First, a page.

Syngenta flees Europe altogether!
'[Syngenta research director, David Lawrence] pointed out that his business had often found conventional methods to be more effective than biotechnology. "We have conducted many genetic engineering experiments for seed materials and plant protection and they have often failed." On the other hand, excellent results had frequently been achieved with the traditional approach to plant growing.'
Syngenta halts genetic engineering projects in Europe
By Hannelore Crolly
Die Welt, November 29, 2004
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The world's biggest agro-chemicals group transfers all its biotechnology research activities to the USA
BERLIN - Syngenta, the world biggest agro-chemicals group based in Basel, has halted all its European field trials of genetically modified plants and seed material varieties.
Syngenta research director David Lawrence told Die WELT that Syngenta had no intention of quitting genetic engineering altogether. But the group had placed all its projects on ice in Europe because of public resistance, high authorization hurdles and the lack of market opportunities.
The entire biotech research function is being transferred to the USA. Lawrence warned that Europe was causing itself lasting harm by its sceptical attitude to new technologies. There was a risk that it would miss the green genetic engineering boat and leave other forces, especially in Asia and the USA, with the task of shaping the rules of the game.
In Germany, Syngenta had, for example, conducted field trials to fight fungal diseases affecting wheat. After the fields had been repeatedly destroyed, Syngenta finally declared the failure of its repeated attempts to organize trials.
The business which was incorporated in 2000 from the agricultural divisions of Novartis and Astra Zeneca has also pulled out of the United Kingdom after many setbacks. Syngenta's Institute at Jealott's Hill near London remains the world's biggest private agricultural research centre. But its research is now focussing entirely on conventional techniques.
Syngenta has now followed in the footsteps of Monsanto, Du Pont and Bayer Crop Science which have all abandoned their biotechnology activities in England. Not one field trial has been registered in Great Britain this year and Germany is well on the way to finding itself in a similar situation. In Germany, the European Commission still reports five field tests planned by various companies and research establishments. The largest number of field trials is scheduled in Spain. Applications for nine projects are still pending in that country.
In Germany, the growing of genetically modified plants is now possible although stringent conditions have been imposed. Following a lengthy debate, the Bundestag adopted the genetic engineering act tabled by the social democratic and green parties. However, the authorization and liability rules are so stringent that experts doubt whether genetically engineered crops will be grown on any extensive scale.
Lawrence said that Syngenta's withdrawal from research in Europe would have no significant impact for the time being. The fact was that the company in any case only achieved around three per cent of its sales (2003: 6.6 billion dollars) on genetically engineered products. However, biotechnology accounted for a significantly higher proportion of research. Of Syngenta's total research and development expenditure amounting to 727 million dollars, 454 million are spent on plant protection, 127 million on the development of traditional seed materials and 146 million on biotech research. The group employs 19,000 persons worldwide, including nearly 5000 working in research, development and technology, largely in the three main research centres located in Switzerland, Great Britain and North Carolina in the United States.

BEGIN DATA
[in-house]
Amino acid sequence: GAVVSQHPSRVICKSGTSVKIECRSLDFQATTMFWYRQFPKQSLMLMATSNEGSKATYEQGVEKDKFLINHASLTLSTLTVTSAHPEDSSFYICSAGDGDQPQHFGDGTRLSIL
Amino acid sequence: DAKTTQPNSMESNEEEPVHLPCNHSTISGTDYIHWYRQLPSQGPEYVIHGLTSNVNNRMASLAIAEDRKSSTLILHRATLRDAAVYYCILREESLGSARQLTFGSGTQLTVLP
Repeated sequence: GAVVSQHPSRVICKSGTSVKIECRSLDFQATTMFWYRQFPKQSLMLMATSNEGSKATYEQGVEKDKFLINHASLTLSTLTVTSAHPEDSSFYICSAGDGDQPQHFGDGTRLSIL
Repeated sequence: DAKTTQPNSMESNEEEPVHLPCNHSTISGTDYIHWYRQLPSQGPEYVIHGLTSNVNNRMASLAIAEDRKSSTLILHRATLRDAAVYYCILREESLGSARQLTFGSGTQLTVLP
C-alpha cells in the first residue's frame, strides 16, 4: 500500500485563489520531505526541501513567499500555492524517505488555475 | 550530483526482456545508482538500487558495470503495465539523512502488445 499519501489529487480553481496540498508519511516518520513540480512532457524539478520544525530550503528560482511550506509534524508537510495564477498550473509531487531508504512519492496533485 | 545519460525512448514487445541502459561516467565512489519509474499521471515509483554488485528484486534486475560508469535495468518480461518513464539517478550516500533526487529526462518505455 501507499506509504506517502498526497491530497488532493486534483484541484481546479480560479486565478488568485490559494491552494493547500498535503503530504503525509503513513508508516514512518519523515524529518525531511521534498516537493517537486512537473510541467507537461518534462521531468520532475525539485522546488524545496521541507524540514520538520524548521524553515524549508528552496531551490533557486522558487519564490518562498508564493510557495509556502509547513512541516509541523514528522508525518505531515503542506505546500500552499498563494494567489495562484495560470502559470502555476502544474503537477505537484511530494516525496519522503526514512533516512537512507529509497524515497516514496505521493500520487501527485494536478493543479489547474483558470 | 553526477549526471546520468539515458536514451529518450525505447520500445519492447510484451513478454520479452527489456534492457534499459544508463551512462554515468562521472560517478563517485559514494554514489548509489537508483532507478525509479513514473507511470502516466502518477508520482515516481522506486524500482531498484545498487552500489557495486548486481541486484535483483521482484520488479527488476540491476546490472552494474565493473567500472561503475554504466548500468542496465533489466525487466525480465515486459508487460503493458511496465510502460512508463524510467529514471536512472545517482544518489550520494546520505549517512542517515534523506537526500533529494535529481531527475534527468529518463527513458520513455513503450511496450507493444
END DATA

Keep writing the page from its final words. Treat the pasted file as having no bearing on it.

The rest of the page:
Lawrence pointed out that his business had often found conventional methods to be more effective than biotechnology. "We have conducted many genetic engineering experiments for seed materials and plant protection and they have often failed." On the other hand, excellent results had frequently been achieved with the traditional approach to plant growing. The convenient "Pure Heart" water melon was the best example. The Syngenta melon in picnic format was not only better for single households than the traditional big water melon for families but also had a thinner rind, no pips and was just as sweet on its edge s as in the centre. The market launch in Europe is scheduled for 2005 and the melon is already on sale in the USA.
The melon points the way in which the business is thinking. Research director Lawrence is looking for markets for his group extending beyond the traditional plant protection business in which chemical products are used to control insects, weeds and fungus infections. Plant protection still accounts for 85 per cent of group sales but the global market is flat.
The Swiss therefore hope to achieve growth primarily in the seed materials business where Syngenta is currently world number three behind Monsanto and the pioneer Hi-Bred owned by Du Point. In addition to new varieties of field crops such as soy beans and colza, this also included business in flower and vegetable seed materials. For example, Syngenta is already number one in Europe for flower seeds and seedlings.
"In this particular area, one task of research is to find out what consumers like and what they think tastes best", Lawrence says. For instance, Syngenta is currently testing a new tomato with a particularly strong aroma a meaty, deep-red contender to replace tasteless standardized tomatoes.